Are Glow Sticks Dangerous for Dogs?

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There is nothing quite like having fun with glow sticks, they come in several forms including sticks, bracelets, wands, and necklaces. They are very popular around holidays like the Fourth of July and Halloween. Contained within the glow stick is a chemical that is designed to glow in the dark. If your dog chews through the plastic outer shell, he is in for a shock as the chemical has a very nasty taste to it. While the chemical itself is non-toxic to humans, it can cause problems for your pup if he ingests it.


The Chemical Inside a Glow Stick

The chemical inside a glow stick is DBP, or dibutyl phthalate, and can be clear or any one of a number of neon colors. It has a very bitter taste, which is probably the first thing your dog will notice the minute he bites through the casing.
The good news is that DBP is not considered to be poisonous or toxic if ingested by your dog. However, there a number of veterinarians who have documented toxicological tests that indicate DBP may be responsible for medical issues in younger dogs including:

■ Developmental issues in younger dogs
■ Damage to the kidneys, liver, and reproductive organs
■ Mothers who are nursing and ingest this chemical can pass it on to their puppies

There are several things that should be taken into account if your dog bites into a glow stick and consumes any of the liquid inside. Bear in mind that how each dog reacts may be different based on breed, size, weight, age, and how much of the chemical the dog has ingested.

There is one more problem that can occur if your dog bites into one of the larger glow sticks as many of them contain a glass capsule. This capsule contains a chemical that reacts with the liquid in the main area of the glow stick and causes the glow effect. If your dog manages to ingest the glass, this can cause significant complications that may require surgery.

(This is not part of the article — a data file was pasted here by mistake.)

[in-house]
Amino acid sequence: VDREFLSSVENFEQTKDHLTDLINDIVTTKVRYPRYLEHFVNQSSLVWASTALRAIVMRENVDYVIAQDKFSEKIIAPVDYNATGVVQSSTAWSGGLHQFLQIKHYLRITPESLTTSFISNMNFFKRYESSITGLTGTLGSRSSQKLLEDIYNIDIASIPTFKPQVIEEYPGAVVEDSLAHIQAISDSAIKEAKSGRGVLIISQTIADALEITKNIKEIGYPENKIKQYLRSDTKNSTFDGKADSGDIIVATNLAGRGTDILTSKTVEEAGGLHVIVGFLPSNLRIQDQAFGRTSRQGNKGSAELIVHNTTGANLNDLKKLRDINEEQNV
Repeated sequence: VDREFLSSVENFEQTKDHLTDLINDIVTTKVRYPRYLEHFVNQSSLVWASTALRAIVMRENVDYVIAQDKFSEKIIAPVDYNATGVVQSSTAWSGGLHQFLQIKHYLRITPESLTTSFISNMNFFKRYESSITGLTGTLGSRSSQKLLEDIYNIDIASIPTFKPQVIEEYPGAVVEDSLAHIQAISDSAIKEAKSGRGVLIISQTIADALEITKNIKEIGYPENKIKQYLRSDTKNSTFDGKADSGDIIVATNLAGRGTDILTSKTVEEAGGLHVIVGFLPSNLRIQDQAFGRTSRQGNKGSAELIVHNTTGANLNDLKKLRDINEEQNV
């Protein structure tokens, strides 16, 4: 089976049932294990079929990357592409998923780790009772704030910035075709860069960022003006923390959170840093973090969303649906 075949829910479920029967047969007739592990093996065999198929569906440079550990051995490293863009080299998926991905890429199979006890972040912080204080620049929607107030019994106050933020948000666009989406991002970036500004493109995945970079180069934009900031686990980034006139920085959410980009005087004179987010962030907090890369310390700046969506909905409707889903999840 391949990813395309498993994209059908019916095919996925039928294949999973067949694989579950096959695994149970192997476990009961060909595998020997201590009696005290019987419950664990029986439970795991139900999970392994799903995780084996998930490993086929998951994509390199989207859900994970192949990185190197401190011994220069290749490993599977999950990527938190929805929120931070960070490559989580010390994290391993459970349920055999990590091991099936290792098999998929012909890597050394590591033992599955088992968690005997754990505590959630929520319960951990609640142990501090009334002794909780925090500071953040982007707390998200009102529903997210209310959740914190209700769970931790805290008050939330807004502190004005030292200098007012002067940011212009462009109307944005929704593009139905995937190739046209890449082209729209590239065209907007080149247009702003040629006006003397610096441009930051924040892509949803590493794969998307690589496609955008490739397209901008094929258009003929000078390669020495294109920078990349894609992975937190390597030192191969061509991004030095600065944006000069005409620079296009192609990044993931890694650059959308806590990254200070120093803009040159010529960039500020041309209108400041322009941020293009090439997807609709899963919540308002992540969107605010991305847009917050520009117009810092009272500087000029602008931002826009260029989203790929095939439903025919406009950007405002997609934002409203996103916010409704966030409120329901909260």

Symptoms of DBP Ingestion

While ingesting the outer plastic housing can cause a blockage in your pup's throat, his stomach, or his intestines and the glass can cause severe internal damage, there are other symptoms you should be aware of, including:

■ Becoming agitated or aggressive
■ Blood in your dog's stools 
■ Drooling excessively – foaming at the mouth 
■ Gagging and/or heaving 
■ Diarrhea
■ Vomiting 
■ Lack of appetite 
■ Becoming dehydrated 
■ Hyperactivity


What Can Be Done If My Dog Ingested DBP?

The first part of treatment lies in your hands. You need to find the glow stick your pup has chewed into and determine how big it was originally. Then try to figure out how much of it your dog has managed to eat. If your dog has ingested a large amount of the glow stick, you need to take him to see the vet as soon as possible for a full examination. Be sure to take the remains of the glow stick with you.
For smaller amounts, you can probably take care of your dog without rushing to the vet's office. The worst reaction from your dog will be the result of the nasty taste in his mouth. Start by using a wet washcloth or towel to wash out his mouth and wipe off his tongue in an attempt to rid it of the foul taste.
You can also give your dog food or liquid to help get rid of the taste. These can include any one of the following:

■ Your dog's favorite treats
■ Milk
■ Canned dog food
■ Tuna fish in water
■ Chicken stock

You should also give your dog a bath to remove any trace of the DBP from his coat that he could ingest while grooming himself. Of course, if you are not sure whether or not there is any of the chemical on your pup's coat, just take him into a dark room and see if he glows!


Down to the Last Lumen

The simple fact is that as long as your dog is in reasonably good health, the dibutyl phthalate contained in glow sticks is not likely to kill your furry four-legged friend, but it might make him pretty sick. The best thing you can do is pay close attention to where your family uses glow sticks and how they are disposed of. Be sure to store and dispose of them in a manner in which your dog cannot access them to keep him safe and sound. If you think your dog has ingested DBP, be sure to contact your vet and ask for his suggestions.